For a science fair project I am building a coilgun and so far it has been pretty easy but now I have run into an issue. I have 2 layers of coil wrapped around a straw and when I attach power to the coil and try and put something magnetic inside it it doesn't attract it at all. If you need pictures I would be glad to attach some.
If it doesn't get warm there's no current flowing. You didn't show the rest of your setup, but are the ends of the wire stripped? Is there any possibility of a break in the wire somewhere?
If it does get warm the only other possibility is that you somehow reversed the wire when you started the second layer, and they're cancelling out magnetically.
You are sure that the object that you put inside the coil to test for attraction is really magnetic (i.e., it sticks to a refrigerator) and is not simply a non-magnetic metal?
It would be helpful if you gave some information on the dimensions of your coil and also the gauge (diameter) of your wire as well as the amount of current you are running through the wire.
Even without knowing this information, however, I think that the length of the coil is not optimal to generate a large magnetic field at the ends of the coil where you put your magnetic test object at in order to test for magnetic attraction. Look at it this way: The windings of the coil at the right end of the coil contribute a significant magnetic field to regions near the right end of the coil, but those windings at the far left end of the coil are rather far away and don't contribute much at all to the magnetic field near the right end of the coil. So a lot of the windings of the coil really aren't contributing much in exerting any significant magnetic force on a test object placed near the right end of the coil.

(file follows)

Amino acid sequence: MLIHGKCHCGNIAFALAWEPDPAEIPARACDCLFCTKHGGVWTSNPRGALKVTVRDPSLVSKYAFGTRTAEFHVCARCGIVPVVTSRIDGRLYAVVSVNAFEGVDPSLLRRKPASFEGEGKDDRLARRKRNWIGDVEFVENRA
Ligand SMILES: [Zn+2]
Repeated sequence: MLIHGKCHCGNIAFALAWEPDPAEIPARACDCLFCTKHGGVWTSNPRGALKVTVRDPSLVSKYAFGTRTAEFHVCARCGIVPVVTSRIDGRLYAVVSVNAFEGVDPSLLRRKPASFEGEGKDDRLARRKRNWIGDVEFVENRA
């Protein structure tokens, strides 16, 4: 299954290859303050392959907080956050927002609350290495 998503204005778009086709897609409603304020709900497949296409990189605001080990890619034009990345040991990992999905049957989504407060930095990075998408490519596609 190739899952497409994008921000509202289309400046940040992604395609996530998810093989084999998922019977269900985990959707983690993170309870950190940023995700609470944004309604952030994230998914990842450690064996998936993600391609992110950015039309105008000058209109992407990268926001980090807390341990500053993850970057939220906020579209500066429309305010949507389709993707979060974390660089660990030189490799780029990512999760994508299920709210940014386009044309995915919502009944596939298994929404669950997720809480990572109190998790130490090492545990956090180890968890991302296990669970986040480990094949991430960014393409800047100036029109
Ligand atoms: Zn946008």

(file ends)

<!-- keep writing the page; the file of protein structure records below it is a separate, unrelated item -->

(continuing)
I would change the aspect ratio of the coil so that the length-to-diameter ratio of it is not so large, and also increase the number of wire layers to something quite a bit more than just two. Do a Google image search for doorbell solenoids and you'll see that they have significantly smaller length-to-diameter aspect ratios and also many more wire layers than the electromagnet you made.
Given that you said the battery gets hotter than the wire and that sparks happen when you disconnect it, you definitely have a good amount of current flowing. The sparks are caused by the inductance of the coil, so you know you have some magnetism being generated.
Your problem is that you simpky have nowhere near enough turns. You will likely need many many more than that to make an appreciable magnetic field. You may need at least 10x more layers than that to make a coil gun.
Another problem is that field strength is inversely proportional to the core length. If you wrapped the same amount of wire over a shorter section of straw, it would make a stronger magnetic field. Lengthening the magnet will not make it stronger, because the proportional increase in turns is exactly offset by the proportional increase in length, leaving the field exactly as strong as before.
In summary, your electromagnet is weak because there isn't nearly enough electro.